controversy during the Cambridge's tour
of the Caribbean, although this was really
about some politicians and activists trying
to shake things up. Royal tours
everywhere spark debates all the time.
In reality this tour was very successful.
The Queen was evidently not seen as a
colonial ruler in the West Indies and
continued to be appreciated by many. As I’m writing this, I’m
thinking about my Jamaican-British classmate at music
school who told me that "everybody dances about the
Queen" when she visited.
politicians and the general public. A lot of these countries in
the West Indies have threatened to “cut colonial ties” for
decades now but in most places little progress was made with
UK overseas territory Bermuda rejected independence in 1995
despite this being what their politicians campaigned for.
Bermuda would have remained a commonwealth realm even
if they had hypothetically voted yes. Bermudian politicians
continue to be nationalistic. Premier David Burt released a
statement following the Queen’s death, like most
commonwealth leaders, but what was rather concerning was that it read “I express sincere condolences to the Royal
Family and the people of the United Kingdom”, implying that
he is not acknowledging the queen's role in Bermuda.
Despite this kind of attitude from the Premier, the Queen did
make her fair share of visits to Bermuda which were greeted
with enthusiasm by the Bermudian people.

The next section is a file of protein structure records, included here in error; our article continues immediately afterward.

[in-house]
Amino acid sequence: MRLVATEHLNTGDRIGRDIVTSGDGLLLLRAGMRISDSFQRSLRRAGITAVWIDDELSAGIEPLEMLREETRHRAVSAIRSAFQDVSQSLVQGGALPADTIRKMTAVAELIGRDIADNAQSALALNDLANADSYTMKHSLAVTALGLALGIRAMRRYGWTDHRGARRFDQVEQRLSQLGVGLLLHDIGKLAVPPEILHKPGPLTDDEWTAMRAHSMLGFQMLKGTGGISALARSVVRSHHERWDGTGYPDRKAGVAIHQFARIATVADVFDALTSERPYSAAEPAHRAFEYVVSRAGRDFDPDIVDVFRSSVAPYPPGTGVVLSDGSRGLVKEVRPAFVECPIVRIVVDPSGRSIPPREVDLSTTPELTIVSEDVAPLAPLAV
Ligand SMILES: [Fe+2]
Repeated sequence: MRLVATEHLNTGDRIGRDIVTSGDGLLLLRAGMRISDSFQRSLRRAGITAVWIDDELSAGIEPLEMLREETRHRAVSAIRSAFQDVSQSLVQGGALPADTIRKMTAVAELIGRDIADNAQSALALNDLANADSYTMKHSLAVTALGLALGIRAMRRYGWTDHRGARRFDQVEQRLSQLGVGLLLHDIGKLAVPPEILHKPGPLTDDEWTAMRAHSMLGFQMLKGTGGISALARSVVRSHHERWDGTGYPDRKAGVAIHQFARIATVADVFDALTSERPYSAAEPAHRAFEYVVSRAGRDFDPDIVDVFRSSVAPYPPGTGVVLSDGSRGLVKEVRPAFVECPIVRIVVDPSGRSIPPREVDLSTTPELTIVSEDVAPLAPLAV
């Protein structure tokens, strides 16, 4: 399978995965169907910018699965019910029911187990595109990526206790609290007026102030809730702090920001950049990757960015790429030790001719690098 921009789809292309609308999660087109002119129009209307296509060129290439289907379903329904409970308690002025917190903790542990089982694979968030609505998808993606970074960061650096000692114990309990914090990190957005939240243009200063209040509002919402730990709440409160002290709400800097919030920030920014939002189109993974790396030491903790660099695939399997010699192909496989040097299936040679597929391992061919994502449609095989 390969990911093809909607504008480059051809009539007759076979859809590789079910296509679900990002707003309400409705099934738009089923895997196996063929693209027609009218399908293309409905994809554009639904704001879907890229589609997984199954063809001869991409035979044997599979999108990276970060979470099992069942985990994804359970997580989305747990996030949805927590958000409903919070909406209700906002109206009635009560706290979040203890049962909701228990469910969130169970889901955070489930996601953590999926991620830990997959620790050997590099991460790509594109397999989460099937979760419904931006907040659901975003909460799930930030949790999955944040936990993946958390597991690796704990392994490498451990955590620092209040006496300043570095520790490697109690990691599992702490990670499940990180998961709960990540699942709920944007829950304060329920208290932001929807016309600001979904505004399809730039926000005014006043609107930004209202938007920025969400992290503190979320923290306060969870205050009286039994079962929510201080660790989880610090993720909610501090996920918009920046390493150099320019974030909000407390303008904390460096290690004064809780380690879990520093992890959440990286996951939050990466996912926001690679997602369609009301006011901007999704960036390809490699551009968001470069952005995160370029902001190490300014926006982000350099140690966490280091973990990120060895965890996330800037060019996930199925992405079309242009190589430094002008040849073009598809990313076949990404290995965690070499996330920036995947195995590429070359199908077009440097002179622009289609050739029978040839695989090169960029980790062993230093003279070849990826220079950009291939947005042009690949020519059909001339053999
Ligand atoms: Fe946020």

The decision of the Barbados government last year was rather
appalling; going ahead with removed the monarchy with an
act of parliament rather than a public referendum. The
justification for this was that the party in power won every
seat in Parliament and were explicitly republican in ideology.
Although, if you look at the broader picture; both major
parties have republican sentiment so who else were the people
supposed to vote for? The new head of state of Barbados was a
president chosen by their one party parliament who had
previously served as the Governor General. None of this
sounds very republican of them.
Prime Minister Mia Mottley announced her intention to do
this with a rather patriotic tone, saying that Barbados will “cut
colonial ties with Great Britain” on independence day.
Polling data suggests that Barbadians would have either preferred a monarchy, or would have been indifferent about
change, but a majority wished to be consulted about the
change. It’s sad to hear that Barbados was allegedly
encouraged to do this out of debt diplomacy with the PRC but
this really says more about their government than it does
The backlash during Prince William's royal tour obviously
caused him to feel quite remorseful. He acknowledged the
history of slavery in Jamaica and even conceding in the future
to ‘let the people decide’. Overall, the process to ‘ditch the crown’ is an empty threat and has been much slower for Jamaica than in Barbados precisely because the people must
Republicans in every realm have to a large extent waited for
Prince Charles to ascend before beginning to push for a
constitutional referendum. This has finally happened, though
if they want to make this a serious campaign, surely they
wouldn’t want to start too soon. Approval ratings of King
Charles III have gone up greatly since his ascension.
Queen Elizabeth II was obviously known to take her role
seriously in the West Indies, and there is no reason why King
Charles III can’t prove himself willing to do the same now.